Vicarious liability refers to a situation where someone is held responsible for the actions or omissions of another person. In a workplace context, an employer can be liable for the acts or omissions of its employees.
Employers and business owners benefit from vicarious liability cover as part of their AOP membership, subject to meeting the terms and conditions of the cover as set out below.
Frequently asked questions
1. Why do I need vicarious liability cover for my business?
An example of vicarious liability could be where a patient chooses to pursue a clinical negligence claim against the optometrist themselves or against the business that employed them - or indeed, as often happens, both the optometrist and the business.
It is also possible that an allegation of medical malpractice may be made against another member of staff such as a dispensing optician (DO), clinical assistant or receptionist, and again the patient may choose to proceed against the business - as lay members of staff will not usually have medical malpractice insurance the patient would realistically have to take the case against the business.
2. I'm an AOP member, is my practice covered for vicarious liability?
Yes, as long as all of the optometrist owners (this includes a sole proprietor, partners, shareholders and directors) of the business and all optometrists who are employed or engaged as locums are AOP members, your practice is covered under medical malpractice (clinical negligence) policy.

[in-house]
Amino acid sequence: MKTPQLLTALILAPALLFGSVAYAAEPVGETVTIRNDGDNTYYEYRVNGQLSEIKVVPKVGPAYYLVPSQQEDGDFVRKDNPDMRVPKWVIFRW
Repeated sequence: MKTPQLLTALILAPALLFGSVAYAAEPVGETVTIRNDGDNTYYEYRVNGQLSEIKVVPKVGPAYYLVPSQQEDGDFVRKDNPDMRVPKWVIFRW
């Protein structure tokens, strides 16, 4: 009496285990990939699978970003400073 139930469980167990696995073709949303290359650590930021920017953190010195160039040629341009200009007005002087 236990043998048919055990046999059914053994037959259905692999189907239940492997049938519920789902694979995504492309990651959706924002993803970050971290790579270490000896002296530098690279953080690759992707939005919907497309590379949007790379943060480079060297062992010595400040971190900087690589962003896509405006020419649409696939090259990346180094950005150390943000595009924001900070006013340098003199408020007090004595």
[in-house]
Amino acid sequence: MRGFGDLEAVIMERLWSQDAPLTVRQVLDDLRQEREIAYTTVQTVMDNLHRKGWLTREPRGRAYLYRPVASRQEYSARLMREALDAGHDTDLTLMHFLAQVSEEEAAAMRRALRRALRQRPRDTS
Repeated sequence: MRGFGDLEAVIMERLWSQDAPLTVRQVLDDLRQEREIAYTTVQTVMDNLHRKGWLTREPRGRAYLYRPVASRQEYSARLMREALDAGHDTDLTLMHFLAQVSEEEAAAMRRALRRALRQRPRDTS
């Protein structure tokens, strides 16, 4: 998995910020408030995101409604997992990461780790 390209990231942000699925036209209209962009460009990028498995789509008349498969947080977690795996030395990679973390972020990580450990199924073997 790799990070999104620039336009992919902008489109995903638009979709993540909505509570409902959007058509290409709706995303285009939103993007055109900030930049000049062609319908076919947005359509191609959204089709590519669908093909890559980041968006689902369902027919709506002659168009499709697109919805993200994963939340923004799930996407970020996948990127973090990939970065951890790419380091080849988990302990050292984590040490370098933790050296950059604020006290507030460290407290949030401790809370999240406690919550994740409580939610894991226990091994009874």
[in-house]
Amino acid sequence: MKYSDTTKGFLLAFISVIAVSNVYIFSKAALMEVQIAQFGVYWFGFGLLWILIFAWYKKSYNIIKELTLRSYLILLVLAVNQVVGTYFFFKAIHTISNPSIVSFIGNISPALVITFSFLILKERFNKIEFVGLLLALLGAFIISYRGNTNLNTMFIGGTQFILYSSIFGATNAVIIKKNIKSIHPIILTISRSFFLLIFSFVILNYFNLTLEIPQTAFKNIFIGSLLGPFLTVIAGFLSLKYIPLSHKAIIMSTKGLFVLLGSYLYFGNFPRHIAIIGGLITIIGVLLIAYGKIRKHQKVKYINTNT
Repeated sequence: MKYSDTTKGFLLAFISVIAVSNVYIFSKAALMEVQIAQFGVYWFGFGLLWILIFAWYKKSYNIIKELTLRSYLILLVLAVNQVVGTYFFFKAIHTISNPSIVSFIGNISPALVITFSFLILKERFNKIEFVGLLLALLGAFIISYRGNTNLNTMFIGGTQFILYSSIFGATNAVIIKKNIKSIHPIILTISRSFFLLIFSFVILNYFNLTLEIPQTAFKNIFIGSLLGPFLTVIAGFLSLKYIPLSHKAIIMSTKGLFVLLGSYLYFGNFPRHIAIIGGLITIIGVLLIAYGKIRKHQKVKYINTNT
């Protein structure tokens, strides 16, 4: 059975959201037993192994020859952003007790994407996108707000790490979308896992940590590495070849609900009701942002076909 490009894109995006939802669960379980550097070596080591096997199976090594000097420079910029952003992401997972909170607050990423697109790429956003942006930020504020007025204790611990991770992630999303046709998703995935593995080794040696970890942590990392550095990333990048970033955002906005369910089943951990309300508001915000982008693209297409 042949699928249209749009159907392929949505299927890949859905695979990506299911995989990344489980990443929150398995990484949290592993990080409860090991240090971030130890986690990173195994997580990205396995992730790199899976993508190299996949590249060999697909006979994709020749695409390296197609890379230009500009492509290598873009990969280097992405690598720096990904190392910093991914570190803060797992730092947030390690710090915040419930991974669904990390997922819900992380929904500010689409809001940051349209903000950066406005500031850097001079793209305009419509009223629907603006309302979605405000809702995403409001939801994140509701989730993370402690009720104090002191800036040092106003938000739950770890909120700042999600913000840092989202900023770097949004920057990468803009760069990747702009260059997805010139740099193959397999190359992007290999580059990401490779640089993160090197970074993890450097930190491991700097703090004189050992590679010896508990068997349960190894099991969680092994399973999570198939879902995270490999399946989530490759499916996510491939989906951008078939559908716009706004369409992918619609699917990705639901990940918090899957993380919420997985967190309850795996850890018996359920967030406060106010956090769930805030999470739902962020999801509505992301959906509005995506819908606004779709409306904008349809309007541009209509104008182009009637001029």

3. Do my DO employees also need to be members?
4. Is my practice covered for the work of the DOs?
5. Is my practice covered for the work of locums?
6. If I engage a locum and a claim comes in relating to their work after they stop working for me, will my business be covered?
7. What if an optometrist employee leaves and a claim is notified to my practice relating to an incident while they were employed by me - is the claim going to be covered?
8. What if none of the owners are optometrists?
Summary of conditions
All optometrist owners of the business must be AOP members
- Sole proprietors
For the avoidance of doubt, partners, directors or shareholders who are not optometrists do not need to be AOP members as long as all optometrist owners are AOP members. See above if there are no optometrist owners.
All employed or locum optometrists who work for the business need to be AOP members
If after leaving your business, they subsequently stop being AOP members the business' vicarious liability cover would not be affected provided the business continues to meet the requirements outlined.